Sweet Company by Vicky Farewell
words by Jack McKinnon (KCSB Int. Music Director 22-23′)
May is Asian American and Pacific Islander (AAPI) Heritage Month! In observance of this month, the music department decided to buy and highlight some albums by artists that identify as Asian American or Pacific Islander in order to increase representation in our music library. In this specific blog, I will be focusing on one of the albums I personally added, Sweet Company by Vicky Farewell.
Vicky Farewell, real name Vicky Nguyen, is an Asian-American artist from Orange County, California. She is a songwriter, producer and classically trained pianist, and has worked with the likes of artists like Anderson .Paak, WILLOW, and Kali Uchis, all leading up to her own solo career that she began about a year ago. Before releasing her own music, she was able to acquire songwriting credits, and has contributed her skills as a pianist and vocalist to all of the aforementioned artists and more, getting her foot in the door, helping her get recognized for her amazing talent. Working with artists such as .Paak who believed in her, helped in contributing to her venture into a solo music career. Having been classically trained in music and venturing into the musical theory of jazz, she has quite the musical background. This only makes sense listening to Sweet Company. Not only does it blend a plethora of different genres, but the production of the tracks themselves truly showcase the talent that Farewell has. We can see this as soon as the album begins, with “Prelude” transporting us into an entirely new world that she has created.
“Prelude” introduces us to the album with a solely instrumental track that eases us into the dream-like world of Sweet Company. With its utilization of an ethereal flute and calming strings, one cannot help but be sucked in immediately. Once you’ve been sucked in, there’s no going back, it only gets better. The album continues with the title track of the album, “Sweet Company.” This infectious song talks about Vicky’s admiration for a lover, talking of how perfect they are, and how lucky she is to have them in her life. This insanely cute song is hard not to love, and after a couple listens, you’ll definitely be belting the lyrics alongside her. What I love about this track is that although it continues the silky, dreamscape feel, it features both a guitar solo, and even a synthy guitar later on in the track that makes it that much more unique.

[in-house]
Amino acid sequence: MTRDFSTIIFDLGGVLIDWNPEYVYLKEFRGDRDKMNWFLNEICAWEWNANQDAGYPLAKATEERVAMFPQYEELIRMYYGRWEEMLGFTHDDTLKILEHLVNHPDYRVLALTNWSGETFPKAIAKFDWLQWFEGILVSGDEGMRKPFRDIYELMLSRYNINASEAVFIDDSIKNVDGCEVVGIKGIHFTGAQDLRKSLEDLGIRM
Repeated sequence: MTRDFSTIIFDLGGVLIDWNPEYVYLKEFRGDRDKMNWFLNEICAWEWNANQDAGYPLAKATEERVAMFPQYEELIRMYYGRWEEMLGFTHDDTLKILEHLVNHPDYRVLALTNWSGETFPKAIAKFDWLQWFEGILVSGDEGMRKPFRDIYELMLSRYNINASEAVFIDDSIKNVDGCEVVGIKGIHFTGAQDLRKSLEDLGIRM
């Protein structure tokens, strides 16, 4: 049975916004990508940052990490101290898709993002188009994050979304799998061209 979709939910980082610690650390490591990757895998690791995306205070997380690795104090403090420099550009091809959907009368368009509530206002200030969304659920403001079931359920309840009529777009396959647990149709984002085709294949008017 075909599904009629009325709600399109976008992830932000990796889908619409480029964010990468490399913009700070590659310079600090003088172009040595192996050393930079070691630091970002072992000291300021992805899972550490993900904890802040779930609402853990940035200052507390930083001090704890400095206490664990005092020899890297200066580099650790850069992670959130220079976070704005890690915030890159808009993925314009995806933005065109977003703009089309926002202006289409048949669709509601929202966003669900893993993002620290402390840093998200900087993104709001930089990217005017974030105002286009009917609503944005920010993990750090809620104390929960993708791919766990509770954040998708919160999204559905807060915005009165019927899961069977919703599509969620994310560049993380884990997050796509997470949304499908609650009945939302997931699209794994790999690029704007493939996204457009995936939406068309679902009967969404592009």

The album follows this song up with “Kakashi (All of the Time),” which is an ode to the fictional character that stars in the popular anime, Naruto. Inspired by her binge-watching of Naruto during quarantine, “Farewell says her playful style allows her to blur the line between creating a fictionalized version of her own experiences and staying true to writing what she knows,” meaning the song itself is very much up to interpretation. Although these first few songs are very cute and lovey, fitting well with their upbeat and joyful sound, the album as a whole still deals with her hardships faced during relationships as well, even if the tracks continue to have this joyous sound. This can be seen in the track “Are We Ok?” a little later on in the album.
“Are We Ok?” one of the most popular songs on the album, is a slight shift from the earlier portions of the album, delving into problems in a past relationship, prompting her to constantly ask, “are we ok?” with her partner not seeming to give a clear opinion on what he wants. This is always where I find music to be the most interesting, for Vicky, like many artists, discuss some of the most difficult and sad times of their lives in such a lively and catchy manner. In talking about this in an interview, she stated, “I think to tell myself that, ‘Yeah, this was a sad moment, but I’m not sad about it anymore.’ We’ve moved on already. It felt good to ride it out.” I found this to be particularly intriguing, for I could never imagine myself being able to place a difficult experience in a positive light through song, but that is what makes her as talented as she is.
Sweet Company is a truly unique album, blending indie, R&B, funk, soul, and pop into a beautiful amalgamation of sounds and songs that will truly transport you into an entirely different plane of existence. If you do not float while listening to this album, I will truly be surprised. Through her use of many different synths, guitars, chimes, and beautiful piano playing, this debut album by Vicky Farewell is definitely something special, and I am excited to see what else is to come of her solo career in the future. I was fortunate enough to see her live as an opener at a Kenny Beats concert a while back, and I have been hooked ever since. Her persona, talent, and artistic vision is something else, and she is definitely an artist to keep an eye on.
I hope after all of this you decide to give this exceptional album a listen, for I truly believe it will lift your spirits, even if it’s just a little bit. I knew after seeing her live and listening through her entire album that she had to be added to our music library and highlighted during our observance of Asian American and Pacific Islander month, for she is definitely a rare and distinctive talent that the world could benefit from hearing about. And with this review of Vicky Farewell’s Sweet Company, I bid you all farewell, and implore you all to give the album a listen!